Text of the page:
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A out-of-expectation output when use both -o and -c option

From: larmbr zhan
Subject: A out-of-expectation output when use both -o and -c option
Date: Sat, 2 Feb 2013 20:45:06 +0800

Hi, all

When use --only-matching with -c, grep gives a
counter-intuitive output on this input:

$ cat poc.txt
alan cox is a guy.
cox versus cox
cox cool

$ grep -o -c  "cox" poc.txt

What I suppose it to give is 5, but actually 3.

I  checked the manual and found "-c" reports
the number of matching lines. Grep just behaves
correctly :-)

I also checked the POSIX docs and found that POSIX
mandates the '-c' option , but not the '-o' option.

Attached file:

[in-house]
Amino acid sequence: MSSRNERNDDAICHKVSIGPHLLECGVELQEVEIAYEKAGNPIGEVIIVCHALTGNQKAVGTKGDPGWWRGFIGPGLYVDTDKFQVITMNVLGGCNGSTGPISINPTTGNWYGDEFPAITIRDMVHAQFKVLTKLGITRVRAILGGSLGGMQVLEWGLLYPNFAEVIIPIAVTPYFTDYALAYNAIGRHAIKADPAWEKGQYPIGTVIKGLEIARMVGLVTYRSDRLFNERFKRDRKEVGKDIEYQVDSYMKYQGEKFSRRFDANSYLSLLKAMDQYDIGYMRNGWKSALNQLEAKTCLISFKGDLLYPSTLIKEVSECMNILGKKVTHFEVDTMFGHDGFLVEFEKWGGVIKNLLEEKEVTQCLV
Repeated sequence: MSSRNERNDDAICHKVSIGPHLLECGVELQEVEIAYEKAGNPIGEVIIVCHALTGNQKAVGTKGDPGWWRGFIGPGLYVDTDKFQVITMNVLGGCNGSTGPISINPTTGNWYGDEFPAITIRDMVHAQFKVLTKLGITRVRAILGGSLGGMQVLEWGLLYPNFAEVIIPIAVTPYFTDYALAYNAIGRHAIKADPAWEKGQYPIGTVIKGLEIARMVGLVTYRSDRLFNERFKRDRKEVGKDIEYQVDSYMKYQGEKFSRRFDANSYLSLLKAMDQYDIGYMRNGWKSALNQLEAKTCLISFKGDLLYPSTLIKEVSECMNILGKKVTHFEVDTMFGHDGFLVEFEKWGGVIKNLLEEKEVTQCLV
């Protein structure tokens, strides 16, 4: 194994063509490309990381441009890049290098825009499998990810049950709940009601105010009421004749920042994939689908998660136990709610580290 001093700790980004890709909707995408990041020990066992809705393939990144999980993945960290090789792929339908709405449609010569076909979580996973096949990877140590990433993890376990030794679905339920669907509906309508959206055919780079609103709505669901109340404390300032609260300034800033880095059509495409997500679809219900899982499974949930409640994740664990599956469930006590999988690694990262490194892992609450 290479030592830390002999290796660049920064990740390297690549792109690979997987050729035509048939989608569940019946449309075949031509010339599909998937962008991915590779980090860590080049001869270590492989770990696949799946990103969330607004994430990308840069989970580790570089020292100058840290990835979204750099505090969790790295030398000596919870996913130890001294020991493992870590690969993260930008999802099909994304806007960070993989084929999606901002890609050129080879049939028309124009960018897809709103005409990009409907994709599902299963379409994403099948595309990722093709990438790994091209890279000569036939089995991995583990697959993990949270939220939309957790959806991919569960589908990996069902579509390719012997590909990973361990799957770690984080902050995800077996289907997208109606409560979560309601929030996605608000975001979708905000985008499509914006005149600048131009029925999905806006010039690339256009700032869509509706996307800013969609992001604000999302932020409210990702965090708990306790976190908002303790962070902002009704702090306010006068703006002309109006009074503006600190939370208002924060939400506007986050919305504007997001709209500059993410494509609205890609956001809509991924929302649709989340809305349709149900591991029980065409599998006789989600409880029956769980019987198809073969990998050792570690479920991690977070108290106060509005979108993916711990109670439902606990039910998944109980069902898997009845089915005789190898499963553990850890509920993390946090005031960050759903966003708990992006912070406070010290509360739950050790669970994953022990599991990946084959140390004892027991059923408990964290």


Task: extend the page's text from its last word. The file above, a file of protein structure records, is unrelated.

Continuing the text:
So for the sake of  compliance with the standard,  it *does*
have bias in favor of  -c, and  neglects the -o.

However,I think what an utility behaves should not
surprises its user. We should not blame user that why
don't you read the f*cking manual first to make it work

Naturally, counting  the number of exact matching parts
is a reasonable and quite useful feature.

Since we shouldn't change the semantics of '-c". what should
it do is just give a waring  when user use -c and -o.
and should clarify it in doc, just as what  grep does  when -C(context) and
-o are used together.

I don't know if this is a feasible way; and if it is , I will submit a patch
for this.

Larmbr Zhan

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